Start by simply accepting, understanding
By PAUL HILE
I have these moments, occasionally, while cooking, or cleaning, or even while at work, when I feel young—very young. I think about my wife and I moving throughout our cramped apartment in Atlanta and I wonder where the adults have happened to. Inevitably, I realize we are the adults; we’re paying the rent. We’re fixing the leaks and cleaning up the spills.
Like I said, though, that only happens occasionally. The rest of the time my wife and I feel much older than we actually are (we are both 23). We certainly aren’t your standard issue 20-somethings. My wife Grace was diagnosed with a rare autoimmune disease when she was 19, only a few months after we had begun to date, and it changed everything.
We didn’t have the “typical” college experience. While our peers participated in events, groups, teams and activities, my wife and I were bouncing between doctor’s appointments, struggling to make and maintain friendships, and going to bed early, because when you live with muscle pain, anytime you’re not moving is a blessed gift.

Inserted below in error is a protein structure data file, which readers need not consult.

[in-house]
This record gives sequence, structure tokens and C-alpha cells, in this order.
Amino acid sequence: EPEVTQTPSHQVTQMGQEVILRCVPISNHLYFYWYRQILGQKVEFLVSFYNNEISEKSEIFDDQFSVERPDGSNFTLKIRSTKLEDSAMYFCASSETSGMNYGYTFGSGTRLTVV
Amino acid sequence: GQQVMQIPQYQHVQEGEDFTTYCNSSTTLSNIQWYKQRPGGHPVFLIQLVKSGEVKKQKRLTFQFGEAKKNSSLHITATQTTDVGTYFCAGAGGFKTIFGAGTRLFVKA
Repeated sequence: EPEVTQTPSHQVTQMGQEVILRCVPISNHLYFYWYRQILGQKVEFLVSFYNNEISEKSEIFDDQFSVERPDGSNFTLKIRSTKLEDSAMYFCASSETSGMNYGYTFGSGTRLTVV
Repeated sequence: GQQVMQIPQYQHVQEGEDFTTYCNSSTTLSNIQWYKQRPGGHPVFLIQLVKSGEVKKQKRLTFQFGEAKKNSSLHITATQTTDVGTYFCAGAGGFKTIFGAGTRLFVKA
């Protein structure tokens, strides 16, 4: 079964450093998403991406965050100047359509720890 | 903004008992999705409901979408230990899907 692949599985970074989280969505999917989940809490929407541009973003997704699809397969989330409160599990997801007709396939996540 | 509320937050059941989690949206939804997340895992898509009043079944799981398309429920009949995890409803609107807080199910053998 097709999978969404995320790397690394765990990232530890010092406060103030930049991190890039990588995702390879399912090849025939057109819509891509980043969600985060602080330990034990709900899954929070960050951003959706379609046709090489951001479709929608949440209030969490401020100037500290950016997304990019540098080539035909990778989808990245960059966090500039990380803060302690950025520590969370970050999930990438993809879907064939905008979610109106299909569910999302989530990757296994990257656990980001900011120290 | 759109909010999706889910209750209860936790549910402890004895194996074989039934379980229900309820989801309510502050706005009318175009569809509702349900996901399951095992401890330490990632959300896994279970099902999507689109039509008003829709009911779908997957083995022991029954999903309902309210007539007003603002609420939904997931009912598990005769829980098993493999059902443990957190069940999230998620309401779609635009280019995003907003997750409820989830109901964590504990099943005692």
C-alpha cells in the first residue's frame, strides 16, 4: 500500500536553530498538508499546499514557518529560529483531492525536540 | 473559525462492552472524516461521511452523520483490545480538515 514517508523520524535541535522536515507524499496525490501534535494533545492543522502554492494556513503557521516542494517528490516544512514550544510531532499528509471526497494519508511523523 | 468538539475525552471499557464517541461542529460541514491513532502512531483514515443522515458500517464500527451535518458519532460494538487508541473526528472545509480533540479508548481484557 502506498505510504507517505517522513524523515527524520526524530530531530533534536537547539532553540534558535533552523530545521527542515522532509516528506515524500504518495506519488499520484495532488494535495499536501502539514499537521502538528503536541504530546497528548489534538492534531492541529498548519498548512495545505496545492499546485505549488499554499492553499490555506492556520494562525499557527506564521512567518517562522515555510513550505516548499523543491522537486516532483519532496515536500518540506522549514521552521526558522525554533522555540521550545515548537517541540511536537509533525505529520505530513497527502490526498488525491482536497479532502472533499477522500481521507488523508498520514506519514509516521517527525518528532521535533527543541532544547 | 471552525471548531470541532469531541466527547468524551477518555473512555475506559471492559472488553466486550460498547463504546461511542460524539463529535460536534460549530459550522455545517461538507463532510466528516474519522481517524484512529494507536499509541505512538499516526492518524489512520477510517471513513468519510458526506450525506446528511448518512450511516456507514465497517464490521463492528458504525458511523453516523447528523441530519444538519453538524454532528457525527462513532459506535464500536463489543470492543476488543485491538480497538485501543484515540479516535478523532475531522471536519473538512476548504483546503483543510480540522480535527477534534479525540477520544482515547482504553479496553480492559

In college, while many of my close friends played intramural sports, video games, or socialized at parties and bars, I spent the majority of my spare time with Grace, helping her get to and from class, consoling her during particularly difficult days, and, in some cases, fulfilling responsibilities you’d expect caretakers to do with elder loved ones, not with your 20-year-old girlfriend.
Young Caregivers: Start by Accepting What We Face
How can you help the millions of young caregivers—and their young loved ones coping with health challenges that often are difficult to understand? Start by accepting that our lives are a bit different.
This may shock you, but Grace had to cope with professors who didn’t believe she was sick. Once in a biology course that held lab hours outdoors, a professor took the entire class up a notoriously steep sand dune in West Michigan. He actually said to her: “It’ll get easier when you get to the top.” Then, adding injury to his insult, he began to give his lecture while Grace was only halfway up the hill. Of course, he didn’t know that afternoon inevitably caused her to relapse. But he never believed she was sick in the first place, and he’s not the only one.